Assembling the cluster. I used 36″ gauge 10 screw rods, with 24 threads per inch. These can be found in any home hardware/improvement centers for something like 2$ each, they’re really inexpensive. I also got a box of 100 matching hex-nuts, also quite inexpensive (4$ each or so). The four rods (I ended up using only three) plus two 100 hex-nuts boxes cost less than 25$, tax included. Since they didn’t have the right size to fit directly into PC-boards screw holes, I used a titanium drill bit to widen these a tiny bit, to make sure the threaded rods would glide in nicely.
For the first board, I left about 1.5 inch of threaded rod under the board, so I would be able to insert the rod into the side panels that would eventually hold everything together. The rest is simply a question of patience: you slide a board in on top of the hex-nuts, you screw three more hex-nuts to fasten the board into place, then three more to support the next stacked board, about 4″ apart. You also have to add two extra nuts to hold the power switch board.
So screwing those may take a long time, but I eventually used a drill and a rubber band to act as a transmission strap wrapped around an hex-nut to screw this a bit faster. Since this is an type job, it gets faster and faster as you reach the top of the stack. For the last board, that is, computer0, I left a bit of extra space to mount the USB and audio plugs board, as well as a small hard-drive that will later serve as the dhcp/boot-p image server.
Cutting MDF is easy, but incredibly messy. I did that a few hours before starting assembling the boards onto the rod and left the dust in my shop clear out a bit. MDF is versatile, rather strong, and about as hard to work as cardboard, which made piercing holes, handles (the big round holes) and sanding corners quite easy. For all holes, I used a drill press. It ensures, for one thing, that the holes are indeed perpendicular to the wood (or MDF) sheet’s plane.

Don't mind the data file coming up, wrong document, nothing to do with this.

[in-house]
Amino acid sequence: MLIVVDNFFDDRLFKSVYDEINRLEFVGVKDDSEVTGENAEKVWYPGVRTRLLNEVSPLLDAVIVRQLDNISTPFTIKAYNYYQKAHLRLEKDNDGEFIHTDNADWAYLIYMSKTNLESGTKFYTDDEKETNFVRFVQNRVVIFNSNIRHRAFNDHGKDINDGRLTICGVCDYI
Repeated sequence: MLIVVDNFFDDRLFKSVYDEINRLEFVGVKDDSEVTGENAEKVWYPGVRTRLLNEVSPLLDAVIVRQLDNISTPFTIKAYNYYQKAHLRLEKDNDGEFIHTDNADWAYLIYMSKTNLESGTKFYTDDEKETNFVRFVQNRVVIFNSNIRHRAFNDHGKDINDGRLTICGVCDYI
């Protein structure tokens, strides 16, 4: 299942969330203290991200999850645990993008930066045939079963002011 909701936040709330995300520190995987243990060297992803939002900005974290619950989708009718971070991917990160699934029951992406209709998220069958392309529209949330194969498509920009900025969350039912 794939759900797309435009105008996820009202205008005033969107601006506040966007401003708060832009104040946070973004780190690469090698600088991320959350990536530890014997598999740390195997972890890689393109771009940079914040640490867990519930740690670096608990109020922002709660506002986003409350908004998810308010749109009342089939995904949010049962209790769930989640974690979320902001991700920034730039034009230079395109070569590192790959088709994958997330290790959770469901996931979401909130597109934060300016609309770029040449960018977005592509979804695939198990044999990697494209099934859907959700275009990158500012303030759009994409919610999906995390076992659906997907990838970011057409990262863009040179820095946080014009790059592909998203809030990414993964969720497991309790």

The rest is assembling the whole thing: first the bottom with a side (using screws and steel right-angle joints, not visible on the pictures as under the cabinet) sliding in the rods with the motherboards, fastening the PSUs, then the other side panel. And you’re done. So I thought.
Turns out that even if the rods and motherboards assembly is rather light—a few pounds—the 10-gauge rods themselves aren’t strong enough to hold all this without bending, something I didn’t foresee. I added an extra MDF board (shows only a little on the picture) to lift the boards and make sure it shows a straight back.
I’m thinking of several names for this first experiments. Surely, CFM-00 would be appropriate (I’ll let you make out what the letters stand for). Maybe MDF-00 would work out as well.
All in all, it’s a 15 to 20h job. About 3h to disassemble the computers, a few minutes to cut the MDF, a few hours to stack and fasten the motherboard together and about 10 to test the individual computers. It’s basically a week-end project but for many reasons I completed it over a period of six months, from acquiring the computers from Nicolas to fastening the last hex-bolt.
The next step is to figure out what software to use. Bootp is a must in this case, and I am considering using Mosix2. So, that’s were I’m at with this project. Feel free to comment or suggest parallel and distributed processing software and frameworks (but I’d like to stay in the Linux/open source family of solutions).